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I haven't had this scenario in a pediatric patient but in adults I have
seen benzo (and other tox) related apnea.  In such circumstances BVM to a
definitive airway (not BiPAP) were used.

Liz Haines
Icahn School of Medicine at Mount Sinai

On Thu, Dec 17, 2015 at 9:35 AM, Wiener, Ethan Dr <
[log in to unmask]> wrote:

> I have a clinical scenario and a question to present:
>
>
>
> A 10 year old girl with spastic CP and seizure disorder presents with EMS
> receiving BVM secondary to apnea following administration of rectal
> diazepam for seizure. On presentation, she has spontaneous respiratory
> effort and is placed on NRB. Shortly afterward, she is noted to have
> worsening hypopnea and additional measures are required to assist
> ventilation. Is it appropriate to place a patient who has true apnea for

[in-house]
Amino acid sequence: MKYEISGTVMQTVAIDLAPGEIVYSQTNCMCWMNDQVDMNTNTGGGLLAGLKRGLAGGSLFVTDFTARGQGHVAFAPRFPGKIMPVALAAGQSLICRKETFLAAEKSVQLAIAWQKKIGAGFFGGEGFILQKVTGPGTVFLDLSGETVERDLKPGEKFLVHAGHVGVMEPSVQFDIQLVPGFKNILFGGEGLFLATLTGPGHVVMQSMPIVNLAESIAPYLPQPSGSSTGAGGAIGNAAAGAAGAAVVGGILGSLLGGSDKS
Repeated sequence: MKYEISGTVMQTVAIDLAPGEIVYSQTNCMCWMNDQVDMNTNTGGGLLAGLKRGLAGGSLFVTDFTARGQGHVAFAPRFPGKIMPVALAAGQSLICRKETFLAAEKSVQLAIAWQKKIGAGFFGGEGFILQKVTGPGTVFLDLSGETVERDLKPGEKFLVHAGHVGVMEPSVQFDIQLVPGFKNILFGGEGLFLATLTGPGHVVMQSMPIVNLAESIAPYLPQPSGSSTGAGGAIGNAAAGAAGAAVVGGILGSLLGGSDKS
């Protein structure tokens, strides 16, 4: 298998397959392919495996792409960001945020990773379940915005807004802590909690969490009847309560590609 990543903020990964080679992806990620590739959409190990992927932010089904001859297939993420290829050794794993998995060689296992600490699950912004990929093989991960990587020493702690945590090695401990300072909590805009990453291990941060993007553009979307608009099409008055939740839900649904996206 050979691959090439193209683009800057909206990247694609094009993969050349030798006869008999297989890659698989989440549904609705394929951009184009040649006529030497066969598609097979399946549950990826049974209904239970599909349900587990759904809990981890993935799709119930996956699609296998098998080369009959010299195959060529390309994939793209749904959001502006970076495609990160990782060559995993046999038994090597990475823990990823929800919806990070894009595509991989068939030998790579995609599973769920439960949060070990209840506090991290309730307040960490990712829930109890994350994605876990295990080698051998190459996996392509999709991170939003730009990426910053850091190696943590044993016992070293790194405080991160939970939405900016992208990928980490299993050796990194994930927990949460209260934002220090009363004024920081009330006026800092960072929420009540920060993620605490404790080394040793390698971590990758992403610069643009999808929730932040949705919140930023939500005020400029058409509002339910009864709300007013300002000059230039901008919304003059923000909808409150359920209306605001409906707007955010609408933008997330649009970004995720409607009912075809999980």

> this (presumed) etiology on facemask BiPap for a period? Is it OK if she is
> not overbreathing your set rate at all? Even if the presumption is the
> benzo, and the assumption is that it will resolve shortly, is true
> intubation mandated in this circumstance if it will be required for a few
> hours? The clinical markers used to establish efficacy of the intervention
> in this case are chest wall excursion, breath sounds, oxygen sats, and
> nasal in-line end tidal CO2 (no blood gas is yet taken, but will be done so
> to determine efficacy of intervention). I am curious as to your
> opinions/experience and if there is any data that you are aware of on Bipap
> for apnea other than OSA?
>
>
>
> Thanks for your thoughts.
>
> Ethan
>
>
>
>
>
> Ethan Wiener, MD
>
> PEM, Goryeb Children's Hospital
>
> Morristown, NJ
>
>
>
> [log in to unmask]<mailto:[log in to unmask]>
>
>
>
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